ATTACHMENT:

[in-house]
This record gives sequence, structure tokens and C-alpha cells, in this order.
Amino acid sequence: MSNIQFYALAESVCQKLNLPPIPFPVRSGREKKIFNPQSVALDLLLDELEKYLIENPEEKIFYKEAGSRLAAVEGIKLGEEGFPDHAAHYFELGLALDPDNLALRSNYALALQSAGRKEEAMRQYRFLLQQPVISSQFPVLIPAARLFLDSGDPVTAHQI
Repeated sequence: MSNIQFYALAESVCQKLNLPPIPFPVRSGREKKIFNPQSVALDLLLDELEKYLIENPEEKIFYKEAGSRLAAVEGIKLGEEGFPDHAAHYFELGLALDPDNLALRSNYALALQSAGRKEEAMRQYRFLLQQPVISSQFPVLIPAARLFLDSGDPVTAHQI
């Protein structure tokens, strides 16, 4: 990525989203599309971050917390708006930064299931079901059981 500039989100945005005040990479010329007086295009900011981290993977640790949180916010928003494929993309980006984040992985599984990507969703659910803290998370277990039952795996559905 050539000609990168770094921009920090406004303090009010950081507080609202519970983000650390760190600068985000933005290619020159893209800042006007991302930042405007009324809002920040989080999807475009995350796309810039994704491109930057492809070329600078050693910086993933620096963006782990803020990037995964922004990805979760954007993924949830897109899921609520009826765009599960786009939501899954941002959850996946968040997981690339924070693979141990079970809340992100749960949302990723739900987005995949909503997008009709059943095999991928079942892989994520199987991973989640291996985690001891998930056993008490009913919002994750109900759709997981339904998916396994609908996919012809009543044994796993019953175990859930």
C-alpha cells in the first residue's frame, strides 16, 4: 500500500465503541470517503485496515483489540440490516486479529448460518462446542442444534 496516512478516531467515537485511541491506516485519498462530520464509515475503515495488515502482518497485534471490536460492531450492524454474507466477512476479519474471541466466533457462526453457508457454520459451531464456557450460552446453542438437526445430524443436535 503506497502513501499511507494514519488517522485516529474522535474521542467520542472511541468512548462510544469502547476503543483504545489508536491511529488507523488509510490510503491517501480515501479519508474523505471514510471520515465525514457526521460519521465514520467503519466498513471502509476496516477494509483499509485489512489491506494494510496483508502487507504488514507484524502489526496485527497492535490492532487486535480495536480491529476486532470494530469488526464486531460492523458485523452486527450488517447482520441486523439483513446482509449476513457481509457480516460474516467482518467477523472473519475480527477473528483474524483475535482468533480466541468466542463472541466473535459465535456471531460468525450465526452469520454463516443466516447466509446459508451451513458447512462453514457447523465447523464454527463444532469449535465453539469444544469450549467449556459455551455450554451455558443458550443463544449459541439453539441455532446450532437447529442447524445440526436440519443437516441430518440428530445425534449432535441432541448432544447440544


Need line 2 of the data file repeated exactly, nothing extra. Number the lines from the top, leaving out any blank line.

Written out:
This record gives sequence, structure tokens and C-alpha cells, in this order.